In this issue, Litschel et al1 present novel data on the visual distraction caused by protruding ears. They used an eye-tracking device for objective evaluation and correlated the eye-tracking test findings with personality survey assessments. These data represent an important addition to a burgeoning body of evidence on the effect of facial deformities. Until now, in facial plastic and reconstructive surgery, we have had a relatively limited understanding of the effect of facial deformities and abnormalities on visual distraction and facial perception. Previously, we had accepted the general tenet that faces with abnormalities are less attractive and less “normal,” and that our surgical procedures restore attractiveness and normality; however, these ideas have been based on limited objective evidence. Furthermore, we have relied primarily on the subjective perceptions of experts and the patients themselves to inform our ideas on these paradigms of attractiveness and normalcy, inadequately assessing the perceptions of casual observers.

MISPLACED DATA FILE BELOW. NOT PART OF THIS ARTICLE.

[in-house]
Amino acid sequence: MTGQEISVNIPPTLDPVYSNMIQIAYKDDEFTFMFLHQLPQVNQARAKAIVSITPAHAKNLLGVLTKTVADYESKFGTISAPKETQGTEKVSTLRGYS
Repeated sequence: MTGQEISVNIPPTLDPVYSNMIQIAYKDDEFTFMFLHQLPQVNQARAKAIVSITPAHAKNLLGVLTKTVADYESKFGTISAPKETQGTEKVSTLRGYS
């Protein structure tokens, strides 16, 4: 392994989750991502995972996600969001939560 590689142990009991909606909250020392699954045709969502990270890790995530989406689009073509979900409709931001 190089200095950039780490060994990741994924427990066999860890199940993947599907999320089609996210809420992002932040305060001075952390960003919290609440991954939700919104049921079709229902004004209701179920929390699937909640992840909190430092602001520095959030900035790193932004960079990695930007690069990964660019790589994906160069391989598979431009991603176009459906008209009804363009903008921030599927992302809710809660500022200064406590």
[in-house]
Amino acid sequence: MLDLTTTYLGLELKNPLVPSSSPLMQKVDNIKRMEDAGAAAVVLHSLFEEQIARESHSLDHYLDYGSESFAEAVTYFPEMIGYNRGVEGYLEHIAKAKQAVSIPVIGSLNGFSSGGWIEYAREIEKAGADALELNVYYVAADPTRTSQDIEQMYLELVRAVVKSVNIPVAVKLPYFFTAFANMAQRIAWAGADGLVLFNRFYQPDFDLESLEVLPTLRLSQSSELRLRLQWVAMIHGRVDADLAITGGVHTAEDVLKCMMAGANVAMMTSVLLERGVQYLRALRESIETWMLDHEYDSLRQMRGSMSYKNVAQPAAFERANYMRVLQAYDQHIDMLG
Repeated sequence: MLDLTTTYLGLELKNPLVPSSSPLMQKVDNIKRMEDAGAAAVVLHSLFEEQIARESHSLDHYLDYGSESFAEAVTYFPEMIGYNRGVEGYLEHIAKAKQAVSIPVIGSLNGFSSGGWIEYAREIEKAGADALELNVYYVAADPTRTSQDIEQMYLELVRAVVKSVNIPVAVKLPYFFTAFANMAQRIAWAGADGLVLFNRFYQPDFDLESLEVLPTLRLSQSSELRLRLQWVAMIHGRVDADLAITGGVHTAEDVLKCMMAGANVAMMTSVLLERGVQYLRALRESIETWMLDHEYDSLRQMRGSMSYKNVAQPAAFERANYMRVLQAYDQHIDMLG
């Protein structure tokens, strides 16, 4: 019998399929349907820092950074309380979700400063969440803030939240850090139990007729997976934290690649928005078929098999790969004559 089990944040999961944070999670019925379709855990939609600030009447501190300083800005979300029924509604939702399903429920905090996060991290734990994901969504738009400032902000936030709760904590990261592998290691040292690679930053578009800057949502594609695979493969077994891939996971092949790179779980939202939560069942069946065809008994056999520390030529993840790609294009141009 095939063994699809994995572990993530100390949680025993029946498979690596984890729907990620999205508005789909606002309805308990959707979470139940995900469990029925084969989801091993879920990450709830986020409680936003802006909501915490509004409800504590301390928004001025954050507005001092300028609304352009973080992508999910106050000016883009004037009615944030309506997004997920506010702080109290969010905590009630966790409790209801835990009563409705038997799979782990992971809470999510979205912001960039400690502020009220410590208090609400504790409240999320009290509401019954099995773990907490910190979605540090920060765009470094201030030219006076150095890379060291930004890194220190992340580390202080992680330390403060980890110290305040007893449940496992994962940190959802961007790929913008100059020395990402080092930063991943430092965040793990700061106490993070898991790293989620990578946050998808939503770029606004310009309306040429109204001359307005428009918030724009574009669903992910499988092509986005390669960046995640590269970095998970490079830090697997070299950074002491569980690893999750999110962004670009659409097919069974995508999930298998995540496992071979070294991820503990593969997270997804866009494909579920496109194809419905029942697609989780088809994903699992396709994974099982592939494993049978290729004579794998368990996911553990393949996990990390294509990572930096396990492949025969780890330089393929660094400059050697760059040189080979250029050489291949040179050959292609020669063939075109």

Ishii LE. Moving Toward Objective Measurement of Facial DeformitiesExploring a Third Domain of Social Perception. JAMA Facial Plast Surg. 2015;17(3):189-190. doi:10.1001/jamafacial.2015.36